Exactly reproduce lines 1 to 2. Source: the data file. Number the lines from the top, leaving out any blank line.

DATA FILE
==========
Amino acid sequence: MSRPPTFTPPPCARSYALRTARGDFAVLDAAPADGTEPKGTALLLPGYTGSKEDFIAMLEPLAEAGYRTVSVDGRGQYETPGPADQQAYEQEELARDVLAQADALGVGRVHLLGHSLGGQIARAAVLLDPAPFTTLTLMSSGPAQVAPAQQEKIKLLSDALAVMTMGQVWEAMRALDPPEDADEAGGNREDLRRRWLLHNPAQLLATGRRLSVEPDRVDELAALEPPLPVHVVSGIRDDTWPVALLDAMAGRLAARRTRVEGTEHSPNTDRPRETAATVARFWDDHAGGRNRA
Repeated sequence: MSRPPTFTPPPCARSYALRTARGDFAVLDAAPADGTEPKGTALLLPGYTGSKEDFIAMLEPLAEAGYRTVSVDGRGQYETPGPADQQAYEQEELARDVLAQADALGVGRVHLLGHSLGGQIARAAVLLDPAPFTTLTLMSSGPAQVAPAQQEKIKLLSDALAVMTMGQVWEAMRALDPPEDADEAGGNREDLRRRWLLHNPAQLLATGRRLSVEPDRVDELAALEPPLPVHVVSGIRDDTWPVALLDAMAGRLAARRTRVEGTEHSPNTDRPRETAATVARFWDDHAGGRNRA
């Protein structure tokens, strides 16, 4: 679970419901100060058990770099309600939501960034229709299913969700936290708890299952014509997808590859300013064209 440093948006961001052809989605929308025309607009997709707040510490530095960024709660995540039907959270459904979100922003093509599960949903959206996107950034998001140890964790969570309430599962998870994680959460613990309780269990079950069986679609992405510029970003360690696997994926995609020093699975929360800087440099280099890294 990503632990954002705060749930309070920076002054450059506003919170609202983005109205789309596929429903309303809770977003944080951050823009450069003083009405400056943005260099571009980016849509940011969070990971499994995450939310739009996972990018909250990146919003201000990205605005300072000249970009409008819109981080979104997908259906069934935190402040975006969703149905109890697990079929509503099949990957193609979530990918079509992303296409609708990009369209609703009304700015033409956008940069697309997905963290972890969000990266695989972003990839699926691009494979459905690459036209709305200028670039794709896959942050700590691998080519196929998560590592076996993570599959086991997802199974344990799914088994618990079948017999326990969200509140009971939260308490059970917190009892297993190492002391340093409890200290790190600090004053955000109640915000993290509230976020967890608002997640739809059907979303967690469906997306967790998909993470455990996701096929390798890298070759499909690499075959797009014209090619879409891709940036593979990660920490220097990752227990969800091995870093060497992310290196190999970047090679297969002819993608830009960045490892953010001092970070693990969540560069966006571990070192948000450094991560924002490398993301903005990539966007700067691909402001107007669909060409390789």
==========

Amino acid sequence: MSRPPTFTPPPCARSYALRTARGDFAVLDAAPADGTEPKGTALLLPGYTGSKEDFIAMLEPLAEAGYRTVSVDGRGQYETPGPADQQAYEQEELARDVLAQADALGVGRVHLLGHSLGGQIARAAVLLDPAPFTTLTLMSSGPAQVAPAQQEKIKLLSDALAVMTMGQVWEAMRALDPPEDADEAGGNREDLRRRWLLHNPAQLLATGRRLSVEPDRVDELAALEPPLPVHVVSGIRDDTWPVALLDAMAGRLAARRTRVEGTEHSPNTDRPRETAATVARFWDDHAGGRNRA
Repeated sequence: MSRPPTFTPPPCARSYALRTARGDFAVLDAAPADGTEPKGTALLLPGYTGSKEDFIAMLEPLAEAGYRTVSVDGRGQYETPGPADQQAYEQEELARDVLAQADALGVGRVHLLGHSLGGQIARAAVLLDPAPFTTLTLMSSGPAQVAPAQQEKIKLLSDALAVMTMGQVWEAMRALDPPEDADEAGGNREDLRRRWLLHNPAQLLATGRRLSVEPDRVDELAALEPPLPVHVVSGIRDDTWPVALLDAMAGRLAARRTRVEGTEHSPNTDRPRETAATVARFWDDHAGGRNRA